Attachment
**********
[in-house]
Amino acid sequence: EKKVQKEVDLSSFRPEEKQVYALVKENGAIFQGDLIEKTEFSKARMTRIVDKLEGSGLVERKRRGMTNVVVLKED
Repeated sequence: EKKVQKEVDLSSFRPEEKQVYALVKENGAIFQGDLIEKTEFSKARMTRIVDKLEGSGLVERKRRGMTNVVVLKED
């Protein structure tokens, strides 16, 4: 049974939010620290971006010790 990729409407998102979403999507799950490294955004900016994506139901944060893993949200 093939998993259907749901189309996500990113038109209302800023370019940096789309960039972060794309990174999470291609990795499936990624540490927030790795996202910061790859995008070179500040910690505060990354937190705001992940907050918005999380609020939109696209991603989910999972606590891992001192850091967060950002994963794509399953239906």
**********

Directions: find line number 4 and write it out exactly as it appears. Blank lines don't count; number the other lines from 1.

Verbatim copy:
């Protein structure tokens, strides 16, 4: 049974939010620290971006010790 990729409407998102979403999507799950490294955004900016994506139901944060893993949200 093939998993259907749901189309996500990113038109209302800023370019940096789309960039972060794309990174999470291609990795499936990624540490927030790795996202910061790859995008070179500040910690505060990354937190705001992940907050918005999380609020939109696209991603989910999972606590891992001192850091967060950002994963794509399953239906």